Global Perspective: Boise Councilwoman Gets Face Time With Top Chinese Officials 

Lauren McLean was briefed by Micron, HP before trip to Beijing, Shanghai

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When Boise City Councilwoman Lauren McLean got the call from Washington, D.C., she was given 24 hours to decide: Would she be one of six delegates from the United States on a two-week mission to China in May?

"I was nominated to ACYPL in 2014. If you're selected you have an opportunity to represent them on one trip, but they choose the destination," McLean told Boise Weekly. "I was pretty surprised."

Funded by the U.S. Department of State, the American Council of Young Political Leaders, was founded in 1966 in an effort to thaw tensions in the Cold War era by dispatching Americans from the public and private sectors to select corners of the world. For 37 of those years, China has been one of those destinations.

"Our delegation was made up of three Democrats and three Republicans; that's on purpose," said McLean, a Democrat and member of the Boise Council since 2011. The delegation also included a member of the Birmingham, Ala., City Council and an executive with the Target Corporation (both Democrats); and three Republicans: a commissioner from Johnson County, Wyo.; a member of the Tennessee House of Representatives; and the chief of staff of the Boeing Company.

"And before we left, I made a point of being briefed by Micron and Hewlett-Packard so that I had an understanding of their business with China," said McLean.

On May 21, McLean was visiting the U.S. State Department and the Chinese Embassy in Washington, D.C., for a final briefing before the delegation boarded for a 14-hour direct flight to Beijing. The following two weeks included visiting some wonders of the world including the Great Wall of China and Forbidden City, but much of the schedule was filled with face time with ministers and officials from the Export-Import Bank of China, the National People's Congress, Ministry of Cultural Affairs, and students from the universities of Qinghai (in Xining) and Fudan (in Shanghai).

"In a session with the top director from the Ministry of Environmental Protection, I was asked to lead the meeting that day. I was surprised at how open they were about their environmental challenges," said McLean "In fact, later in our trip when we had the opportunity to spend some time with university students, I was impressed by how much environmental issues meant to them. Honestly, I was hearing nothing different from what I hear from students here in the U.S."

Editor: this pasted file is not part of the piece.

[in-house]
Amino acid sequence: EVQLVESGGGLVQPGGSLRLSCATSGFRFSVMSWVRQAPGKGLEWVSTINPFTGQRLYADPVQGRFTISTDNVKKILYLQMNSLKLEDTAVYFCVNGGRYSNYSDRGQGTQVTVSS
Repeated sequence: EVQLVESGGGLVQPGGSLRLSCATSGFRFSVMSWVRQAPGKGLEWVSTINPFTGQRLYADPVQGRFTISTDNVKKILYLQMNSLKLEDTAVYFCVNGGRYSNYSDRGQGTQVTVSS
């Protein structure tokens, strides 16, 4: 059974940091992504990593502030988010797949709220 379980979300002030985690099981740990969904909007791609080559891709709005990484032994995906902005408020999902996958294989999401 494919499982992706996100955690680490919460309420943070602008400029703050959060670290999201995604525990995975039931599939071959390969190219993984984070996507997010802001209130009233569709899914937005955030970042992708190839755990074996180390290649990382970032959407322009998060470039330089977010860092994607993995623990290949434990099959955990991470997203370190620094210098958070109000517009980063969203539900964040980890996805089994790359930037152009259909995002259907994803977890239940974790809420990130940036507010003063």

McLean said Chinese students knew a lot more about the U.S. than their American counterparts knew about China.

"It probably has to do with the fact that there are about 200,000 Chinese students currently in the U.S.," she said.

McLean, an avid runner who has competed in the Boston Marathon and regularly jogs across Boise in the pre-dawn hours, had an extra advantage over the rest of her delegation to China— each morning, she would jog the streets of Beijing or Shanghai, snapping plenty of photos.

"The automobile traffic can be terrible," Mclean said. "In Beijing, the license plates are numbered so that citizens can only drive on certain days. Also, you have to win a lottery for the right to buy a car in Beijing. And in Shanghai, they have an auction to buy license plates. The growth was something I really couldn't begin to imagine. The rising middle class is astounding."

Which leads McLean to think more about how the U.S. will need to be prepared to compete with such a superpower.

"As their economy grows, I think China's next generation of leaders will push their nation to be even more open than it is now," she said. "And that informs how we'll need to be ready for that."

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